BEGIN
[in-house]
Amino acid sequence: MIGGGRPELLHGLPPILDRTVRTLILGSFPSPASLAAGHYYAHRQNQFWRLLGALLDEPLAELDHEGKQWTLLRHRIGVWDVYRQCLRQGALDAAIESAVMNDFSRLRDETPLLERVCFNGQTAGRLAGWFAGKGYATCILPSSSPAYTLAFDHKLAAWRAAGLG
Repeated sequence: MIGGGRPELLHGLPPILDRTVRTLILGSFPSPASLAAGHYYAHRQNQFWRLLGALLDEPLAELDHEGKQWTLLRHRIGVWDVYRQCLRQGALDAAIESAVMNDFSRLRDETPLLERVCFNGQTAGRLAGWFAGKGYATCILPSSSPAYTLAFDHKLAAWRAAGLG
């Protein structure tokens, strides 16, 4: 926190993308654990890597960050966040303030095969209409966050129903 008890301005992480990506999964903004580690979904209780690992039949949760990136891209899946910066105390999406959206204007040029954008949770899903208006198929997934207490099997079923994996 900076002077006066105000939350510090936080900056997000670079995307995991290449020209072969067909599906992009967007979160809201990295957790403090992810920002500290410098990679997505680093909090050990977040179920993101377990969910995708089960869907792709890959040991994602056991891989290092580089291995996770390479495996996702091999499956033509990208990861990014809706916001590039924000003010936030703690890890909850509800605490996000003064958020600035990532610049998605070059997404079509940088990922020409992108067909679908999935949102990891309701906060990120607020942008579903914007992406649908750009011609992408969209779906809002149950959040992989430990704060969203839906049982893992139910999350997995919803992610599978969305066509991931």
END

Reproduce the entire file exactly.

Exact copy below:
[in-house]
Amino acid sequence: MIGGGRPELLHGLPPILDRTVRTLILGSFPSPASLAAGHYYAHRQNQFWRLLGALLDEPLAELDHEGKQWTLLRHRIGVWDVYRQCLRQGALDAAIESAVMNDFSRLRDETPLLERVCFNGQTAGRLAGWFAGKGYATCILPSSSPAYTLAFDHKLAAWRAAGLG
Repeated sequence: MIGGGRPELLHGLPPILDRTVRTLILGSFPSPASLAAGHYYAHRQNQFWRLLGALLDEPLAELDHEGKQWTLLRHRIGVWDVYRQCLRQGALDAAIESAVMNDFSRLRDETPLLERVCFNGQTAGRLAGWFAGKGYATCILPSSSPAYTLAFDHKLAAWRAAGLG
């Protein structure tokens, strides 16, 4: 926190993308654990890597960050966040303030095969209409966050129903 008890301005992480990506999964903004580690979904209780690992039949949760990136891209899946910066105390999406959206204007040029954008949770899903208006198929997934207490099997079923994996 900076002077006066105000939350510090936080900056997000670079995307995991290449020209072969067909599906992009967007979160809201990295957790403090992810920002500290410098990679997505680093909090050990977040179920993101377990969910995708089960869907792709890959040991994602056991891989290092580089291995996770390479495996996702091999499956033509990208990861990014809706916001590039924000003010936030703690890890909850509800605490996000003064958020600035990532610049998605070059997404079509940088990922020409992108067909679908999935949102990891309701906060990120607020942008579903914007992406649908750009011609992408969209779906809002149950959040992989430990704060969203839906049982893992139910999350997995919803992610599978969305066509991931």